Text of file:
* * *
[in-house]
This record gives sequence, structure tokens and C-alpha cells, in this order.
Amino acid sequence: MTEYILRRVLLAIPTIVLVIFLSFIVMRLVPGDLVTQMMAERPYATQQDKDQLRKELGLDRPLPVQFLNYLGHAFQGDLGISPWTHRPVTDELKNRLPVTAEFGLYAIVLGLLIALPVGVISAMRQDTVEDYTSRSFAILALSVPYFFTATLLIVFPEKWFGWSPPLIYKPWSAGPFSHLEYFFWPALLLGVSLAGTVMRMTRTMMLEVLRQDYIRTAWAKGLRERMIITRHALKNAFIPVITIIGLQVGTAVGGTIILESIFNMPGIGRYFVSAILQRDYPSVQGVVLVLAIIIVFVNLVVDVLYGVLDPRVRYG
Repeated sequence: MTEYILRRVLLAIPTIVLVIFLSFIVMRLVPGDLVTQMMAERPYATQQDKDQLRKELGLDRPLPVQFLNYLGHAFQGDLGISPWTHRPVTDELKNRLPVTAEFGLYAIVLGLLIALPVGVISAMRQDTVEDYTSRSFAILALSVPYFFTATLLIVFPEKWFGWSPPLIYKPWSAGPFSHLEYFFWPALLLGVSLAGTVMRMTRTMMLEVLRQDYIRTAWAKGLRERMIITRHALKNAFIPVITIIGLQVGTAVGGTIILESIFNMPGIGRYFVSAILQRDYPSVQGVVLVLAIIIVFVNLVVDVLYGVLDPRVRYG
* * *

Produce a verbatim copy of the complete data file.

[in-house]
This record gives sequence, structure tokens and C-alpha cells, in this order.
Amino acid sequence: MTEYILRRVLLAIPTIVLVIFLSFIVMRLVPGDLVTQMMAERPYATQQDKDQLRKELGLDRPLPVQFLNYLGHAFQGDLGISPWTHRPVTDELKNRLPVTAEFGLYAIVLGLLIALPVGVISAMRQDTVEDYTSRSFAILALSVPYFFTATLLIVFPEKWFGWSPPLIYKPWSAGPFSHLEYFFWPALLLGVSLAGTVMRMTRTMMLEVLRQDYIRTAWAKGLRERMIITRHALKNAFIPVITIIGLQVGTAVGGTIILESIFNMPGIGRYFVSAILQRDYPSVQGVVLVLAIIIVFVNLVVDVLYGVLDPRVRYG
Repeated sequence: MTEYILRRVLLAIPTIVLVIFLSFIVMRLVPGDLVTQMMAERPYATQQDKDQLRKELGLDRPLPVQFLNYLGHAFQGDLGISPWTHRPVTDELKNRLPVTAEFGLYAIVLGLLIALPVGVISAMRQDTVEDYTSRSFAILALSVPYFFTATLLIVFPEKWFGWSPPLIYKPWSAGPFSHLEYFFWPALLLGVSLAGTVMRMTRTMMLEVLRQDYIRTAWAKGLRERMIITRHALKNAFIPVITIIGLQVGTAVGGTIILESIFNMPGIGRYFVSAILQRDYPSVQGVVLVLAIIIVFVNLVVDVLYGVLDPRVRYG